Pawlenty Impressive- To Himself
Herewith, a one-question multiple-choice test.
Tim Pawlenty's economic message (transcript here) delivered yesterday:
d) all of the above
It's no surprise that the answer is d- all of the above. The former Minnesota governor is running for the Repub nomination for President and unless he has changed his first name to Willard, it was a good bet that his remarks would be radical, dishonest, and irresponsible.
Consider Pawlenty's claim to responsible economic stewardship:
I know government can cut spending. Because I did it in Minnesota. I cut state spending in real terms for the first time in our state’s history. We did it with priority-based budgeting. We did it by setting a record for vetoes. It took a government shutdown. And a long government union strike. But we got it done.
We didn’t close our schools. Or empty out our prisons. We cut spending where it needed to be cut. We can do the same thing in Washington.
Tom Scheck of Minnesota Public Radio presents a different picture, noting that upon leaving office a few months ago, Pawlenty was
leaving Democratic Gov.-elect Mark Dayton and the Republicans ready to take control of the Legislature with a $6.2 billion budget deficit in the coming biennium.
Pawlenty called the massive budget hole a work of "fiction." That's a dramatic departure from 2003 -- when Pawlenty characterized the $4.5 billion budget deficit he was inheriting as "the Incredible Hulk of budget deficits."
Pawlenty has wrestled with budget problems since he first took office. It's partly due to a sputtering economy, but it's also due to the failure to enact permanent spending cuts or tax increases that would have balanced the budget over the long-term. That failure meant a budget roller coaster that went mostly downhill over the past eight years.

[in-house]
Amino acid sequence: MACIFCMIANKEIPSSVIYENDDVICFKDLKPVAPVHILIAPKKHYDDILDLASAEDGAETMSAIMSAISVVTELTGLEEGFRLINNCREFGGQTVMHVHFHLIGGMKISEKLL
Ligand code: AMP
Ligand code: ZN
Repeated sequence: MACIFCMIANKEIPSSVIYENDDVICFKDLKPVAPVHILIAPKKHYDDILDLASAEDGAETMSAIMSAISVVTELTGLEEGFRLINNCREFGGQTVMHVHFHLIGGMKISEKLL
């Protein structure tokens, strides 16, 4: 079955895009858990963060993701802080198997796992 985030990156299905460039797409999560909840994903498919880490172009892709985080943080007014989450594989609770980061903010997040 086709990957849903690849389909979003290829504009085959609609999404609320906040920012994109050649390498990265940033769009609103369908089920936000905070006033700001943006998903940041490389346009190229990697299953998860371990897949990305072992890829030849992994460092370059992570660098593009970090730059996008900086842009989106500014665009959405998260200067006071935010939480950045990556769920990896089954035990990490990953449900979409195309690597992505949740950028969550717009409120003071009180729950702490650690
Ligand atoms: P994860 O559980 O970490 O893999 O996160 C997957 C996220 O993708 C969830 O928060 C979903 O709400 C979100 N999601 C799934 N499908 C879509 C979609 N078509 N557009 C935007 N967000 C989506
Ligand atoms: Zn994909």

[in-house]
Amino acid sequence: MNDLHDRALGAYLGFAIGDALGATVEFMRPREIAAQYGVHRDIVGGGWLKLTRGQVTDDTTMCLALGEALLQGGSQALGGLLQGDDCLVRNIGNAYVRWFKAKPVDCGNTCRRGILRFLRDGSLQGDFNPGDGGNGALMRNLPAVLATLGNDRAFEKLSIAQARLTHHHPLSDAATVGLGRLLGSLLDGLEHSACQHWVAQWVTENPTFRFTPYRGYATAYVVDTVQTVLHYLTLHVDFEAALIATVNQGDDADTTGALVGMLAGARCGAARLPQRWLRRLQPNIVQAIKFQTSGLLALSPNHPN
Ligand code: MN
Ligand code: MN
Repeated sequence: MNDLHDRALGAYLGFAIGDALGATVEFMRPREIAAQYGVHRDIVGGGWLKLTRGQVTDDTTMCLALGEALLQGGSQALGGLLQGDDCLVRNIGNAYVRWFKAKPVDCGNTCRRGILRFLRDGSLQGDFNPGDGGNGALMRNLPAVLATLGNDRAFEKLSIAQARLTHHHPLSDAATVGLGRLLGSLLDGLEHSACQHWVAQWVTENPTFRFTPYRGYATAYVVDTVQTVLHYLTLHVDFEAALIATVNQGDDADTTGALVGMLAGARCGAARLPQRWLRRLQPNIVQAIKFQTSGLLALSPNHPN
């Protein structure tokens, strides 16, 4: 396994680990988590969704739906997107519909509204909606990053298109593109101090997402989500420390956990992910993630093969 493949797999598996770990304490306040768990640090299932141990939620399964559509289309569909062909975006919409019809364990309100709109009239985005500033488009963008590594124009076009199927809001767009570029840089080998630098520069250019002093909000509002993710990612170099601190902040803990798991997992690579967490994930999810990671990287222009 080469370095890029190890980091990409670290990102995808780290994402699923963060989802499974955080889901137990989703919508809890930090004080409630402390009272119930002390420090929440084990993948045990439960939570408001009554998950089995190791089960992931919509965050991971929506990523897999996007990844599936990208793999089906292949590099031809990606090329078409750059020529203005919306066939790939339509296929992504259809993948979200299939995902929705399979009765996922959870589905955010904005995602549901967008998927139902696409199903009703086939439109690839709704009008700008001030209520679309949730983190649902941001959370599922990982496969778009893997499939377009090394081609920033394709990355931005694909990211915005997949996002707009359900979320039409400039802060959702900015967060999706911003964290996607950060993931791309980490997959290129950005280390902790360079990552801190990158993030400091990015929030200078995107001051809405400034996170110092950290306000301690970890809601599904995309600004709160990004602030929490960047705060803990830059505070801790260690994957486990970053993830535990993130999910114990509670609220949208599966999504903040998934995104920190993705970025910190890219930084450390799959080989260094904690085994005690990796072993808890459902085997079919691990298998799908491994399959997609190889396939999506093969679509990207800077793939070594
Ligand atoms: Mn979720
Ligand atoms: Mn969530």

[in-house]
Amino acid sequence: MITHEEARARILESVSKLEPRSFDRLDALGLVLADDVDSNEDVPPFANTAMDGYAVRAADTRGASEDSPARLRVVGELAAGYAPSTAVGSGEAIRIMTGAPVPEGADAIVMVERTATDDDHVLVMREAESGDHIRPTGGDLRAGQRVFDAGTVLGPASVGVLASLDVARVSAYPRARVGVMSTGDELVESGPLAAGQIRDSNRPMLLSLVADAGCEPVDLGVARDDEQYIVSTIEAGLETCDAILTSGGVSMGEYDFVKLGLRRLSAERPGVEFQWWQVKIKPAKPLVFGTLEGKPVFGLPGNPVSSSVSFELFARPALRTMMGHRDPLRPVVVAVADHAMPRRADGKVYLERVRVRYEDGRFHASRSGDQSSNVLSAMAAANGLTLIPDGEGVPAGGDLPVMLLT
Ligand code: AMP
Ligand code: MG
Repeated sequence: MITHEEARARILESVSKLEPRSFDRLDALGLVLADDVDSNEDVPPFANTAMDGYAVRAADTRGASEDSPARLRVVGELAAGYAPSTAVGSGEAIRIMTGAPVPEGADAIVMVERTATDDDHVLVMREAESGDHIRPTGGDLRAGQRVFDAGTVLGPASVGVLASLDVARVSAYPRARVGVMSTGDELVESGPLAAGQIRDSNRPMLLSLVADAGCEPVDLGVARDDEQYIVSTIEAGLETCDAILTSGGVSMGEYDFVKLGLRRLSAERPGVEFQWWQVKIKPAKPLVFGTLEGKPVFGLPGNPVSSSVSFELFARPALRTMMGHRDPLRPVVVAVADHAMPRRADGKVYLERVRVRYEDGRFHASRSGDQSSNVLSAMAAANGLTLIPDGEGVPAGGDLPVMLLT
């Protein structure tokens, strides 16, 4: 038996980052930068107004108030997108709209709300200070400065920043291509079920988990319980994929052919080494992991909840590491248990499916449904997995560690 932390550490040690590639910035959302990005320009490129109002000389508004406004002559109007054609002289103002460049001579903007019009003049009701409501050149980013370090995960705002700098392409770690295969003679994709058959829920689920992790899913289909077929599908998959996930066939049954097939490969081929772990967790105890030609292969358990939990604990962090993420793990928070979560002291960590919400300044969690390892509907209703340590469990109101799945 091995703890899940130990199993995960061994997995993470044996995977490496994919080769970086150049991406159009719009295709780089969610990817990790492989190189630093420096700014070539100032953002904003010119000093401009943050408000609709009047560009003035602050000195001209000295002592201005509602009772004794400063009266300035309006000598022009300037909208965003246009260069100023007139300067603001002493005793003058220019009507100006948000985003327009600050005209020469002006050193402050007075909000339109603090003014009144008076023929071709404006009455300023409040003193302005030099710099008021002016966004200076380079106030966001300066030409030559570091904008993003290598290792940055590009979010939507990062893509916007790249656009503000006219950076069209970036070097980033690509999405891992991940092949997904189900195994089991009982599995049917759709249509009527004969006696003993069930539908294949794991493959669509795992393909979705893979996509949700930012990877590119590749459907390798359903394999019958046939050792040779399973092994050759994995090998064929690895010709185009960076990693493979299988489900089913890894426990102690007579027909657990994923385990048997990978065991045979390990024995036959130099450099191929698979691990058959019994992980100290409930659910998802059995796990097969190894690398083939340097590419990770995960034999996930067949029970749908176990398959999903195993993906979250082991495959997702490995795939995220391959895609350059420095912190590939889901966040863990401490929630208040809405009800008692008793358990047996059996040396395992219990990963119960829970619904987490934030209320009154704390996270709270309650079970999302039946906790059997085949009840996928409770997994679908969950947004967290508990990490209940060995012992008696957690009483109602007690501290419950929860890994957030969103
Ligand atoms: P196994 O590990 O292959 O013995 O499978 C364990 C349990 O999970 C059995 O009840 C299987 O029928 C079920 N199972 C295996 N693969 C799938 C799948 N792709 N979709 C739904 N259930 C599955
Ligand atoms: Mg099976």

Although- or because- Pawlenty eschewed increases in broad-based taxes, he continually increased fees, including (but not limited to) on cigarettes, parking tickets, marriage licenses, building permits, court cases, college tuition. While fees doubled during his tenure, property taxes increased by 65% and state and local taxes increased for all but the wealthiest 10% of Minnesotans. The tax burden on residents of his state did not decline but was shifted, onto the middle class and especially onto local property taxpayers.
Nevertheless, the state cuts in spending forced some districts into 4-day school weeks. Health care, also cut by Governor Pawlenty, took a direct hit, with the number of state residents lacking health insurance increasing from 6.1% in 2001 to 9.1% in 2009, according to Scheck.
Cuts to government-subsidized health insurance and public education were not sufficient to close Governor Pawlenty's recent budgets, admittedly established during the recent recession. But instead of raising taxes in a responsible if limited fashion, Pawlenty relied on one-time fixes. In his next-to-last budget, 41% of the budget gap was filled by such gimmicks- second only to that in Alaska. (Gee, who might have been the governor there?).
Tim Pawlenty asserts "I did it in Minnesota." That is not a promise. That is a threat.
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